The Effect of Common Genetic Variation in 11 beta-Hydroxysteroid Dehydrogenase Type 1 on Hypothalamic-Pituitary-Adrenal Axis Activity and Incident Depression
ABSTRACT Accumulating evidence suggests that hyperactivity of the hypothalamic-pituitary-adrenal axis (HPA axis) is involved in depression. 11β-Hydroxysteroid dehydrogenase type 1 (11β-HSD1) converts inert cortisone to active cortisol and is implicated in HPA axis regulation in animal studies. The aim of our study was to identify polymorphisms in 11β-HSD1 gene (HSD11B1) with consistent associations with increased HPA axis activity and relate those polymorphisms to depression.
Twelve single-nucleotide polymorphisms (SNPs), including 11 tagging SNPs, were selected using the HapMap database and genotyped in 4228 participants of the population-based Rotterdam Study. The outcome measures were salivary cortisol levels after awakening, 30 min later, at 1700 h, at bedtime, and plasma levels of androstenedione (in women only). SNPs that were significantly associated with cortisol as well as androstenedione levels were also related to incident depression.
rs11119328 was associated with higher cortisol saliva samples collected at bedtime as well as higher androstenedione levels (P value after correction for multiple testing: 0.01 and 0.04, respectively). Carriers of this polymorphism had an increased risk of an incident depression (hazard ratio 1.28, 95% confidence interval 1.03-1.59). Two other SNPs, which were in high linkage disequilibrium with rs11119328, were related to higher cortisol levels but not with androstenedione levels.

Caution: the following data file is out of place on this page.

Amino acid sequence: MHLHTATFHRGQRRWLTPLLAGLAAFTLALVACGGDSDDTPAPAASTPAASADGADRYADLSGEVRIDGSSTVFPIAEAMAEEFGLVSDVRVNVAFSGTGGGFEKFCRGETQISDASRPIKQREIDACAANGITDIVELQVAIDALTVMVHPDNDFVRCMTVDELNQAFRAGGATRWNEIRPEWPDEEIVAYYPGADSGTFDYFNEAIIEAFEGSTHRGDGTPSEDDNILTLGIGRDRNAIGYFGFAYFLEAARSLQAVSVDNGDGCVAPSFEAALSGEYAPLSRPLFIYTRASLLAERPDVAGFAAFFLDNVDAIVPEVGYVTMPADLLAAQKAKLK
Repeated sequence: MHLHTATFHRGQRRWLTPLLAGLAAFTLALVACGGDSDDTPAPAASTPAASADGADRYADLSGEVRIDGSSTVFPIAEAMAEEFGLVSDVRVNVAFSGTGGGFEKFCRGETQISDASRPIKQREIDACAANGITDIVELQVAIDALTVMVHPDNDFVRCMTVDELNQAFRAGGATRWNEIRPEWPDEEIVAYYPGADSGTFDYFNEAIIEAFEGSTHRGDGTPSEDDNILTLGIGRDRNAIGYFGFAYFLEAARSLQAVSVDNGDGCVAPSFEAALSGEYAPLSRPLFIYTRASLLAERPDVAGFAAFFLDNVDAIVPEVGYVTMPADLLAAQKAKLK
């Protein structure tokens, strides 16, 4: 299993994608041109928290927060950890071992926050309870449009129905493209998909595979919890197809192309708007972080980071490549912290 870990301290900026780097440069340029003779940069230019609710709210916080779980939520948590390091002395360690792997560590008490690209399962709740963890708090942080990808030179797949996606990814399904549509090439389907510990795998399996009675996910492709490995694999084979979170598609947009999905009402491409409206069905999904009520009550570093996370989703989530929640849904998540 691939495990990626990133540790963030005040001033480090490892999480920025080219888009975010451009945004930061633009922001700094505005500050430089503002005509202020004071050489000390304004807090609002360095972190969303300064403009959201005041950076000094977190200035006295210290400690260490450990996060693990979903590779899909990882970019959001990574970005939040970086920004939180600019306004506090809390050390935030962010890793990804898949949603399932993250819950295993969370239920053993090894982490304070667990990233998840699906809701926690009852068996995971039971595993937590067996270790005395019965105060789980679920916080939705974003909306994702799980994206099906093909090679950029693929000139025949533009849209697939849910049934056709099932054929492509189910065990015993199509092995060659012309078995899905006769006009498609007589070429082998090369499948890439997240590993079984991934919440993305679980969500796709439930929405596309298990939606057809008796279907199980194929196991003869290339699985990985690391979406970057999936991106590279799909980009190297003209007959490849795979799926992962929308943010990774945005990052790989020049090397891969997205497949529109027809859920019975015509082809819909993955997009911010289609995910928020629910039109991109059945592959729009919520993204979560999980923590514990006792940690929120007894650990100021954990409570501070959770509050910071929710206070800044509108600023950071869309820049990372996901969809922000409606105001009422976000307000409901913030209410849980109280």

We identified one SNP, which was associated with increased salivary cortisol levels at nadir as well as higher androstenedione levels. Moreover, this SNP was also associated with a higher risk of an incident depression. This suggests that 11β-HSD1 is implicated in human HPA axis regulation and susceptibility to depression.